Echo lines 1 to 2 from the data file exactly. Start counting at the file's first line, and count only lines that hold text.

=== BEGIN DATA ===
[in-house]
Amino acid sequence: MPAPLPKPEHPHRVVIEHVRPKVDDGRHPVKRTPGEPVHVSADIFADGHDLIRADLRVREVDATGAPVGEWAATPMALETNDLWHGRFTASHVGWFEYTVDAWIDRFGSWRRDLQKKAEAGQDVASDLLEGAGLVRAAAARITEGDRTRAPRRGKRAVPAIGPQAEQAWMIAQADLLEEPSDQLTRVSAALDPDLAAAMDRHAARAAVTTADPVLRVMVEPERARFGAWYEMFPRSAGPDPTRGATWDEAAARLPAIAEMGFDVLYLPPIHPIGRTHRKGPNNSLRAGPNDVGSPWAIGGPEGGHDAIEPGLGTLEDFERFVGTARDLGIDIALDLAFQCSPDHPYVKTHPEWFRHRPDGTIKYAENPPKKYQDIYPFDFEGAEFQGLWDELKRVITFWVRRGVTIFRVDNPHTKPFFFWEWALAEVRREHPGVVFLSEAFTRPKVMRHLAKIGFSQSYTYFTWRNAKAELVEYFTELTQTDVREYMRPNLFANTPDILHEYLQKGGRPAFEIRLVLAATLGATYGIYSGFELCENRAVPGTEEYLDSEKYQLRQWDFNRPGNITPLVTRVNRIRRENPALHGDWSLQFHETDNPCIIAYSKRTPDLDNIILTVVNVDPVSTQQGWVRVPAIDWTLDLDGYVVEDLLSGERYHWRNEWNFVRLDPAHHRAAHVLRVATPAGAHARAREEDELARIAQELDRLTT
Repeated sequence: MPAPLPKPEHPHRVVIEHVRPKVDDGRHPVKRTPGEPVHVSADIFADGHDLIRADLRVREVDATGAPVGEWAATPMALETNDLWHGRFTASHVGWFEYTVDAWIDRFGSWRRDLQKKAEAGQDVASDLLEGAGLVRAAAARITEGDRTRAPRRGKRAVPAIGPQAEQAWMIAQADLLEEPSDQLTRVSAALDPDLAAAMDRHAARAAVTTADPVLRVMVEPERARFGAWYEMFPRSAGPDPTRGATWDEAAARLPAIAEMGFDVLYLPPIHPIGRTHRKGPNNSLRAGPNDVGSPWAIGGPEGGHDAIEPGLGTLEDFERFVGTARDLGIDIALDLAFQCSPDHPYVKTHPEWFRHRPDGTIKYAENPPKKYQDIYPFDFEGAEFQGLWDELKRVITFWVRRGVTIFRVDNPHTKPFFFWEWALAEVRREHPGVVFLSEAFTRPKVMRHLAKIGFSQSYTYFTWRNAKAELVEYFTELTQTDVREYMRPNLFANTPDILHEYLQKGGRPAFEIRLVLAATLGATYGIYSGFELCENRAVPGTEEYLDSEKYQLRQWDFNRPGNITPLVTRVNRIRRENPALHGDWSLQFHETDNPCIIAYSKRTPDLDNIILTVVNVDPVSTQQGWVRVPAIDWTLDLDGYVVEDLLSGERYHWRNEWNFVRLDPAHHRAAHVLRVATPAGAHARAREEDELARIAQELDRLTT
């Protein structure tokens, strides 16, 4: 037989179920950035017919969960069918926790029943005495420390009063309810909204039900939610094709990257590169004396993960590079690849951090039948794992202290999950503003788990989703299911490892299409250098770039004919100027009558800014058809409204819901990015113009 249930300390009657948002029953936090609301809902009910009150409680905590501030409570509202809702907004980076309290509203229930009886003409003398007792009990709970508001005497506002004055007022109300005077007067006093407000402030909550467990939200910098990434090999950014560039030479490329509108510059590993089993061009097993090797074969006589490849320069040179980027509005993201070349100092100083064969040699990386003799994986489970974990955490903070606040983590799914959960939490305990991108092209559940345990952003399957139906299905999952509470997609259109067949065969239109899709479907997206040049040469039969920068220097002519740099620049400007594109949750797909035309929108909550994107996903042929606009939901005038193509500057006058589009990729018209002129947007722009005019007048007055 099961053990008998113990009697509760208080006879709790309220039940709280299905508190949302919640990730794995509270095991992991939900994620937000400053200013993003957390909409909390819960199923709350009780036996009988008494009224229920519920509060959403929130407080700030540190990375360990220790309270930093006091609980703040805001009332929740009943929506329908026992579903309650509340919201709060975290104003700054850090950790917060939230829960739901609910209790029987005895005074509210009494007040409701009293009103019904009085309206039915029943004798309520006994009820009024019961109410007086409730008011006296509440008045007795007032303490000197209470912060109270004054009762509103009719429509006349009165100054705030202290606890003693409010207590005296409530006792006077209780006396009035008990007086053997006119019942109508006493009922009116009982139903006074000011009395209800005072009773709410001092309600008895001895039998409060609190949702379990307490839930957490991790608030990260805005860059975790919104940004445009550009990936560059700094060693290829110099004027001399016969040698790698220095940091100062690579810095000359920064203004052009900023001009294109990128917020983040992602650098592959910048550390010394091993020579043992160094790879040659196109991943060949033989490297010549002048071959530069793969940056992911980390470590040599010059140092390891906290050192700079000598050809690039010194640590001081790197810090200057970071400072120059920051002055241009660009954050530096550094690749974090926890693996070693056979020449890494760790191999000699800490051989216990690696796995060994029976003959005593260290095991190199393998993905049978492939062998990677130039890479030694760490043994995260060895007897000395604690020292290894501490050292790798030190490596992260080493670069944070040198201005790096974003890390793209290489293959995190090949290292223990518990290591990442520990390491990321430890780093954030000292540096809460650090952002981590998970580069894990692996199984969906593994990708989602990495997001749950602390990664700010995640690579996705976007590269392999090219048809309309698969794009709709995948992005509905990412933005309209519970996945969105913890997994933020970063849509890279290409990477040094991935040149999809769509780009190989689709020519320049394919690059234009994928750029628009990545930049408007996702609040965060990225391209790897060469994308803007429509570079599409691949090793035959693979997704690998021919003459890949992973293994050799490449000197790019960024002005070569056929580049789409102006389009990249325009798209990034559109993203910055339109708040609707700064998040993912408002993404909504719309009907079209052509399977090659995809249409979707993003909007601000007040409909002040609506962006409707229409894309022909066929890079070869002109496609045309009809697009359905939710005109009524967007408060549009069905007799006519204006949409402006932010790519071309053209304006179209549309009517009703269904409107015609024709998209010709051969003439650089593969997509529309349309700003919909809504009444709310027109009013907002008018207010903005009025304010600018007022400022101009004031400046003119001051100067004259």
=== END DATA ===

[in-house]
Amino acid sequence: MPAPLPKPEHPHRVVIEHVRPKVDDGRHPVKRTPGEPVHVSADIFADGHDLIRADLRVREVDATGAPVGEWAATPMALETNDLWHGRFTASHVGWFEYTVDAWIDRFGSWRRDLQKKAEAGQDVASDLLEGAGLVRAAAARITEGDRTRAPRRGKRAVPAIGPQAEQAWMIAQADLLEEPSDQLTRVSAALDPDLAAAMDRHAARAAVTTADPVLRVMVEPERARFGAWYEMFPRSAGPDPTRGATWDEAAARLPAIAEMGFDVLYLPPIHPIGRTHRKGPNNSLRAGPNDVGSPWAIGGPEGGHDAIEPGLGTLEDFERFVGTARDLGIDIALDLAFQCSPDHPYVKTHPEWFRHRPDGTIKYAENPPKKYQDIYPFDFEGAEFQGLWDELKRVITFWVRRGVTIFRVDNPHTKPFFFWEWALAEVRREHPGVVFLSEAFTRPKVMRHLAKIGFSQSYTYFTWRNAKAELVEYFTELTQTDVREYMRPNLFANTPDILHEYLQKGGRPAFEIRLVLAATLGATYGIYSGFELCENRAVPGTEEYLDSEKYQLRQWDFNRPGNITPLVTRVNRIRRENPALHGDWSLQFHETDNPCIIAYSKRTPDLDNIILTVVNVDPVSTQQGWVRVPAIDWTLDLDGYVVEDLLSGERYHWRNEWNFVRLDPAHHRAAHVLRVATPAGAHARAREEDELARIAQELDRLTT